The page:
The Social Aspects of Mexico Movies

From 1929, against the backdrop of violence and civil wars, the talking cinema entered the Mexican scene from the north. This is the “Hispanic” cinema of American studios.

Mexicans make several attempts to create a national speaking cinema. A small group of operators and journalists decide to exploit a patent of his direct perspective filed by Mexican engineers, to produce a national work adapted from a novel by Federico Ganboe, already brought to the screen in 1918 by Luis G Peredo. Out in the countryside for the consumption of national products, Antonio Moreno’s Santa (Santa, 1931), mixing melodramatic conventions and romantic music, is a success.

In 1933, Mexican cinema, with twenty-one films, dominated the Spanish-language market. El Compadre Mendoza, by Fernando de Fuentes, is the most important film with its revolutionary theme and personal style. With the help of the State, the cinema is gradually imposing itself on the Latin-American public, especially with Fernando de Fuentes’ Alla en el Rancho Grande (1936), for more information about it watch free movies.

The Great Makers

What lives Mexico! (1931) by Eisenstein, made in Mexico, strongly influenced Mexican filmmakers by its graphic and refined depiction of Indian landscape and beauty, its appreciation of local folklore and its social and political analysis. His influence is clearly found in Hand in Hand (Mano a Mano, 1932), directed by the Russian émigré Arcady Boytler.

Other Views

In a completely different perspective, Hollywood directed for a few years “Hispanic” films, that is to say, shot in Spanish language and intended for export. This Hollywood episode allows the emergence of popular actors, such as Dolores del Rio, Ramon Novarro, Lupe Velez, Rosita Moreno or former matador Gilbert Roland.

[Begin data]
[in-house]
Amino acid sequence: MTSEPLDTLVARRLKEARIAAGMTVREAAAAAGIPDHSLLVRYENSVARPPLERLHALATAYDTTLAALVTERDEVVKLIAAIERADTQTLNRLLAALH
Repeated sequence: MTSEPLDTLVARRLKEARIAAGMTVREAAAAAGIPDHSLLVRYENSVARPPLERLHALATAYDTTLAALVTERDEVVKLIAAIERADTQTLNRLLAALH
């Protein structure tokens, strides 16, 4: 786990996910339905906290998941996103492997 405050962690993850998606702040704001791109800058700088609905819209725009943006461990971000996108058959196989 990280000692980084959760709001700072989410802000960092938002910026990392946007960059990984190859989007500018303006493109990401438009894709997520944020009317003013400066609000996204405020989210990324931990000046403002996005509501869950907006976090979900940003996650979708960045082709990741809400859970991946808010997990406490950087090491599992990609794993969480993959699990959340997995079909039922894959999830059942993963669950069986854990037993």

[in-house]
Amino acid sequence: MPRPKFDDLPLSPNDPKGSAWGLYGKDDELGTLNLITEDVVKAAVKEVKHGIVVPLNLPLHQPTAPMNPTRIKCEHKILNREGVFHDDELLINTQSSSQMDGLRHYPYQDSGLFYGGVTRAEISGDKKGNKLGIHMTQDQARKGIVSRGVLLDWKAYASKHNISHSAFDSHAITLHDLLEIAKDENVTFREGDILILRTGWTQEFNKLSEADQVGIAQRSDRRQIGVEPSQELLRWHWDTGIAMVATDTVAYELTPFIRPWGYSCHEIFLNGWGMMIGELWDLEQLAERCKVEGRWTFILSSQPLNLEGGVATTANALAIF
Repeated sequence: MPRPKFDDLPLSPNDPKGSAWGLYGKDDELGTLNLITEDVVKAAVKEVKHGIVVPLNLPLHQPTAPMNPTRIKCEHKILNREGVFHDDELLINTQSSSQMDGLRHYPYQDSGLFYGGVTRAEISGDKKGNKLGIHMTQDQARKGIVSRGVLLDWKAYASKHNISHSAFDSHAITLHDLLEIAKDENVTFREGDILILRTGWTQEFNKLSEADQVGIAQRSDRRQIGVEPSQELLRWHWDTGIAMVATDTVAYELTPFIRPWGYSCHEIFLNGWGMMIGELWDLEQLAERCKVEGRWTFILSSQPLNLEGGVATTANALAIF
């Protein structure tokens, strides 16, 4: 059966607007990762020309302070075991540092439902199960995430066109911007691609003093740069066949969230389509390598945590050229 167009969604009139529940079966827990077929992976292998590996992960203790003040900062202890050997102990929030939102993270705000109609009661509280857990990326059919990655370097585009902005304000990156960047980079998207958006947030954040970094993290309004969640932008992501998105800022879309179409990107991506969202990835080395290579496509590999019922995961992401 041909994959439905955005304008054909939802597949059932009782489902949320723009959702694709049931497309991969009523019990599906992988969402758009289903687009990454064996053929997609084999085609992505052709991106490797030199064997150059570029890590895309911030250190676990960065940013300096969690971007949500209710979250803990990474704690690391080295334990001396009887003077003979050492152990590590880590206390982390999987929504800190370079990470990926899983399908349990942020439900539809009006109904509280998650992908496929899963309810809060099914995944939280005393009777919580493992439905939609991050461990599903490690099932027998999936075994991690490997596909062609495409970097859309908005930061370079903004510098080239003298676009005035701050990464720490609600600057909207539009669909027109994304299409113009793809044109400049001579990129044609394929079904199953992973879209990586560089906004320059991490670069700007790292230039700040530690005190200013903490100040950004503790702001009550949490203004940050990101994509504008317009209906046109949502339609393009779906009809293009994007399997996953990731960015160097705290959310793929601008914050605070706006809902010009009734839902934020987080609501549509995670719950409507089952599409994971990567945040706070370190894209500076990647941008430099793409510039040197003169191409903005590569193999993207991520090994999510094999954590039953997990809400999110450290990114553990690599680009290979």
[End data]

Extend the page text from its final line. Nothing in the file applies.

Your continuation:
• From 1931 to 1933, the annual Mexican production went from two films to about twenty feature films. The “lupanaresque” melodrama, in which the central character of the prostitute keeps, against all odds, a heart of gold, flourishes with Arcady Boytler’s La femme du port (La Mujer del puerto, 1933) or The blood work ( the Mancha de sangre, 1937) by Adolfo Best Maugard.

After the election of the nationalist Láraro Cárdenas, the Secretariat for Public Education produces a social film, the Alvarado Revolt (Redes, 1934) of Fred Zinnemann – future director of the Train will whistle three times (High Noon, 1952), Hollywood – and Emilio Gómez Muriel, photographed by American social documentarian Paul Strand.

But the great director of this period is Fernando de Fuentes, who gets noticed by lucid films on the Mexican revolution, like El Compadre Mendoza (1933) or Vámonos con Pancho Villa! (1935), and enjoyed immense commercial success throughout Latin America with Allá en el Rancho Grande (1936). This film inaugurates the tradition of the comedy ranchera (peasant), tinged with machismo and family melodrama on the backdrop of idyllic haciendas. The musical version of this genre, based on the canción ranchera (song of cowboys), also has a good day.

Born in the sixties around film clubs and magazines Cine-club and Nuevo Cine, favored by an “experimental” film competition, a spirit of renewal blows on Mexican cinema under the presidency of Luis Echeverría, whose brother, at the head of the National Film Bank eases censorship but strengthens the role of the state.